Rapid economic pluralization in East Asia has empowered local and medial groups, and with this change comes the need to rethink usual notions regarding ways in which "democracies" emerge or "citizens" gain more power. Careful examination of current developments in China, Korea, and Southeast Asia show a need for expansion of our understandings of democracy and democratization. This book challenges traditional ways in which political regimes in local as well as national polities are conceived and labeled. It shows from Asian experiences that democracy and its precursors come in more forms than most liberals have yet imagined.
In reviewing recent experiences of countries across East Asia, these chapters show that actual democracies and ostensible democratizations there are less like those in the West than the surprisingly consensual and standard political science of democratization suggests. This book first examines the extreme variation of democracy’s meaning in many Asian states that hold contested elections (South Korea, Taiwan, Indonesia, Malaysia, the Philippines, and Thailand). Then it focuses on China. It analyzes a range of grassroots forces driving political change in the People’s Republic, and it finds both accelerators and brakes in China’s political reform process. The contributors show that models for China’s political future exist both within and outside the PRC, including in other East Asian states, in localities and sectors that already are pushing the limits of the powerful, but no longer all-powerful, Chinese party-state.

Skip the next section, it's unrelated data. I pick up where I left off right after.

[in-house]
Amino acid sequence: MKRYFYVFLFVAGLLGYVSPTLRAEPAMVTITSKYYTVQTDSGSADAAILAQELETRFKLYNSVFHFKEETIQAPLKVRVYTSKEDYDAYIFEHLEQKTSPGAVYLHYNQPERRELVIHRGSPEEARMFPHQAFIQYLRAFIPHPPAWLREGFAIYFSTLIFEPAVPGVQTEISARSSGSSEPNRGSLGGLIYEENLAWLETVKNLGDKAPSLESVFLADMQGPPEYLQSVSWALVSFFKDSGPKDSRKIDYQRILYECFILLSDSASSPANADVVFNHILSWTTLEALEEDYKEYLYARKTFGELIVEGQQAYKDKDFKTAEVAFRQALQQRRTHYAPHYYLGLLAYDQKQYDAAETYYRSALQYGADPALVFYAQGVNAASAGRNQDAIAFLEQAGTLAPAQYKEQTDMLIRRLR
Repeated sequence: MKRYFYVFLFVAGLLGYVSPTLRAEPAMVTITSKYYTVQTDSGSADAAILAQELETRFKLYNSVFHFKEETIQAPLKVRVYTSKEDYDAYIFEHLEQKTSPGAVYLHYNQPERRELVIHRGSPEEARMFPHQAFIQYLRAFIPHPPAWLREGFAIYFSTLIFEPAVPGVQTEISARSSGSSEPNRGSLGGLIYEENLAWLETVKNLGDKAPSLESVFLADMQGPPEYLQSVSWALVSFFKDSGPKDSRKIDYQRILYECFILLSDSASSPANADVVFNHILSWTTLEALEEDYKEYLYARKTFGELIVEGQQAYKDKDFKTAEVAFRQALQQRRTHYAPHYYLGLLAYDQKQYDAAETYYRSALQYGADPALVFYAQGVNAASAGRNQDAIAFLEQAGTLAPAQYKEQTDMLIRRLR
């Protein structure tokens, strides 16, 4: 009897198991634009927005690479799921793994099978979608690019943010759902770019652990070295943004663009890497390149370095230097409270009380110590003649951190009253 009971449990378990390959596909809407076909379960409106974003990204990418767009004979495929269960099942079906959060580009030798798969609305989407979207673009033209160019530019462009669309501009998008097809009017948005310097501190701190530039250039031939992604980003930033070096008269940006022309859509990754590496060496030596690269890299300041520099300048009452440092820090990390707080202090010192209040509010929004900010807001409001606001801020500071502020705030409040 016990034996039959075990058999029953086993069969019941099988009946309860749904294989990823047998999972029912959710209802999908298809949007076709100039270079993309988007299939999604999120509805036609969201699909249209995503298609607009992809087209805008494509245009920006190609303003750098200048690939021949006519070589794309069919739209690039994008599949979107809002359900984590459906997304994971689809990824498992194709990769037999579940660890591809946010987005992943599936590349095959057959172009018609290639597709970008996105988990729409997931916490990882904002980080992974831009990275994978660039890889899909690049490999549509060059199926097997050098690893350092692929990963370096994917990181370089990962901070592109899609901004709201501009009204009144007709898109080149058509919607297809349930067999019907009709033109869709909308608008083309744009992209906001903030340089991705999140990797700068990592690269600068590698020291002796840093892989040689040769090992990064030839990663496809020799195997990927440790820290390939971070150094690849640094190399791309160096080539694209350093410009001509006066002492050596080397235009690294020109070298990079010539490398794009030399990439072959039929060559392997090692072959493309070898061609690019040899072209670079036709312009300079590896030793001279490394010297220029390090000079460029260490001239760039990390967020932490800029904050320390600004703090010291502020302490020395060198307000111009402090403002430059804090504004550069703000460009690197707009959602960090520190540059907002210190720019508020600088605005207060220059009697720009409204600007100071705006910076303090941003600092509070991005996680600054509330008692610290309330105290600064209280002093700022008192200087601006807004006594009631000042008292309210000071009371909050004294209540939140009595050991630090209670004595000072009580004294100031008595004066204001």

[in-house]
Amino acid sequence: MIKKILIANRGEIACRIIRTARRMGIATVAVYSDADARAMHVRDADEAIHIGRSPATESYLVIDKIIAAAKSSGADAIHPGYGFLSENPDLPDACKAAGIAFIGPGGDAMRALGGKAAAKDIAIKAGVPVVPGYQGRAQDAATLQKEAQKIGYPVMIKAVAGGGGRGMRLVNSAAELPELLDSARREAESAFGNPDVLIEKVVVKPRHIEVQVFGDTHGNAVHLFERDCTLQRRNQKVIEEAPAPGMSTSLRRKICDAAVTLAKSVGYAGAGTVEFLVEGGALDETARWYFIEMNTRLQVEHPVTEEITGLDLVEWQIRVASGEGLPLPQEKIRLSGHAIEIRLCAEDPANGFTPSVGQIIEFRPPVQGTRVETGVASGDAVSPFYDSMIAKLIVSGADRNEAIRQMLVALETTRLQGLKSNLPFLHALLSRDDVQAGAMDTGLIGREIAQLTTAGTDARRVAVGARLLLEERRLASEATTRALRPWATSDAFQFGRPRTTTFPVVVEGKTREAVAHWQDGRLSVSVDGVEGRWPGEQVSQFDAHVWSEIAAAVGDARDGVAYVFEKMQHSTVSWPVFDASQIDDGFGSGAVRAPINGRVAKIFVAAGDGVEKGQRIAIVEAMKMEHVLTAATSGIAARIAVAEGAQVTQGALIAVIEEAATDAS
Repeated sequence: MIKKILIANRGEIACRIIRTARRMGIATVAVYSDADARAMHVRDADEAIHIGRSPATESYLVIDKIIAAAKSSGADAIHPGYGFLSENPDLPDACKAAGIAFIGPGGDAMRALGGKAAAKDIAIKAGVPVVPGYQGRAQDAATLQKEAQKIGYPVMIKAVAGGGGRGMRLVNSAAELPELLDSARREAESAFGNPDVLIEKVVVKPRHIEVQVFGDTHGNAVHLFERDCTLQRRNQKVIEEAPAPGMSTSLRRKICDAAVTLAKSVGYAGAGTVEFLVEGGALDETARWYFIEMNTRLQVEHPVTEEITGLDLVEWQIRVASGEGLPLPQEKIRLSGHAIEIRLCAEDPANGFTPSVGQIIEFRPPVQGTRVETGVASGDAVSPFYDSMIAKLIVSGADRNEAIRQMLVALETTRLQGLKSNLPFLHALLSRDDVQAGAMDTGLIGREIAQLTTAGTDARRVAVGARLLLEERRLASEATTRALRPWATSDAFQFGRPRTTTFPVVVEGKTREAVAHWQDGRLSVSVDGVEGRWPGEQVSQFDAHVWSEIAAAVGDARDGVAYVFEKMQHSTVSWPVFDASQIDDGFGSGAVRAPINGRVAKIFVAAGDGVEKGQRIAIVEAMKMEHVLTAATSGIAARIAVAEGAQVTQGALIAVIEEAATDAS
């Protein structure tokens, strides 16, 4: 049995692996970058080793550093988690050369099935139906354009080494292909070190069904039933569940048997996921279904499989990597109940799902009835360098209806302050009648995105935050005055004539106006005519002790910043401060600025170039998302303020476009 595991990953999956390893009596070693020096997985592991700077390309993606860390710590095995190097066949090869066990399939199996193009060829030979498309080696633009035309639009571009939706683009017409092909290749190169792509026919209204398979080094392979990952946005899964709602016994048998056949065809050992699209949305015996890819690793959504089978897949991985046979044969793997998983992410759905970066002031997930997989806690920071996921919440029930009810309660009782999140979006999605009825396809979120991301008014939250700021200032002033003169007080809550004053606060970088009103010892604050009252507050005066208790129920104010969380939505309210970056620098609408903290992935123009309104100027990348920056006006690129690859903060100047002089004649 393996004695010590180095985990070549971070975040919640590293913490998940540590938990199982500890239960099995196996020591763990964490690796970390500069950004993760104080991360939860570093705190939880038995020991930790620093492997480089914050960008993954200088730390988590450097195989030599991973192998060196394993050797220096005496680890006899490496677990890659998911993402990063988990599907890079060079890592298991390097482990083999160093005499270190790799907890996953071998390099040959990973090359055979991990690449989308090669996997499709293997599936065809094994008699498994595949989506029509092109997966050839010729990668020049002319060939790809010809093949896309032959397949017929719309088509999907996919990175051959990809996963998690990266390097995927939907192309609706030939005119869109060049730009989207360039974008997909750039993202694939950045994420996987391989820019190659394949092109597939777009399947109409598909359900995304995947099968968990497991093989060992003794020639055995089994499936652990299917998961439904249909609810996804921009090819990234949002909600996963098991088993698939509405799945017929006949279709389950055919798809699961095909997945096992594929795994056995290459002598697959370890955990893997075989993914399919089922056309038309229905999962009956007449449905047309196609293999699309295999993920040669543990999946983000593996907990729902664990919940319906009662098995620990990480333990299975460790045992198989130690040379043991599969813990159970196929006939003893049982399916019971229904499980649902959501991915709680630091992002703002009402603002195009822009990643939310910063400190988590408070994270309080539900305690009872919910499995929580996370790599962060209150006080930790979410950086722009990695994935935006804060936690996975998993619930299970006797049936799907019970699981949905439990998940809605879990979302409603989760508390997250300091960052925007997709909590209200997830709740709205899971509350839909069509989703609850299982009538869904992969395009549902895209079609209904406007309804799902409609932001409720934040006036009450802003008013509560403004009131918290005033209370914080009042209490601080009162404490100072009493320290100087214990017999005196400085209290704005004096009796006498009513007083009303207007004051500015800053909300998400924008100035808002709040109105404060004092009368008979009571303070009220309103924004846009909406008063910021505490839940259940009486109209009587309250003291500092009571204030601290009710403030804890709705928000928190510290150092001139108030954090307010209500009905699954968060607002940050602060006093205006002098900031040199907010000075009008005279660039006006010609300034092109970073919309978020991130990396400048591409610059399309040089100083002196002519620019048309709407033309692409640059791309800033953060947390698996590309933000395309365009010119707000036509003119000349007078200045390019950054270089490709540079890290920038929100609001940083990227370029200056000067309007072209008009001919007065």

With contributions from leading academics in the field, Democratization in China, Korea, and Southeast Asia? will be of interest to students and scholars of Asian politics, comparative politics, and democratization more broadly.
Table of Contents
1. Diverse Routes to Democracy: An Introduction, Lynn T. White III Part I: Variety among Asian Democracies and Democratizations 2. South Korean Democracy in Light of Taiwan, Erik Mobrand 3. Taiwan’s Democratization and Mainland China’s Future, Shelley Rigger 4. Strategic Hypocrisy: Sovereignty, Legitimacy, and Commerce in Archipelagic Southeast Asia, Justin V. Hastings 5. Democracy and Inequality in Thailand: The Rise of the Red Shirts, Erik Martínez Kuhonta Part II: Constitutional and Legal Proto-Democratic Changes in China 6. The Local Factor in China’s Intra-Party Democracy, Cheng Li 7. Why Did China’s Reform Start from the Provinces? De facto Federalism and its Limits, Yongnian Zheng and Cuiwen Weng 8. Law and Democracy in China: A Complex Relationship, Jacques deLisle 9. Suing the Government in China, Neysun A. Mahboubi 10. Petitioning as Policy Making: Chinese Rural Tax Reform, Jing Chen Part III: Proto-Democratization in Chinese Civil Society 11. The Fragmented State in Action: The Production and Governance of Art Districts in Beijing, Yue Zhang 12. China Invests Overseas: Does the Strong State Help China’s Outbound Investment?, Min Ye 13. All the News, All the Politics: Sophisticated Propaganda in Capitalist-Authoritarian China, Guoguang Wu 14. Chinese Nationalism Reconsidered—Or, a Case for Historicising the Study of Chinese Politics, Ja Ian Chong 15. How the Internet is Changing China, Kate Xiao Zhou with Stephen Zierak.
Kate Xiao Zhou is Professor of Political Science at the University of Hawaii, USA.
Shelley Rigger is Brown Professor and Chair of Political Science at Davidson College, USA.
Lynn T. White III is Professor Emeritus of Politics and International Affairs at Princeton University, USA.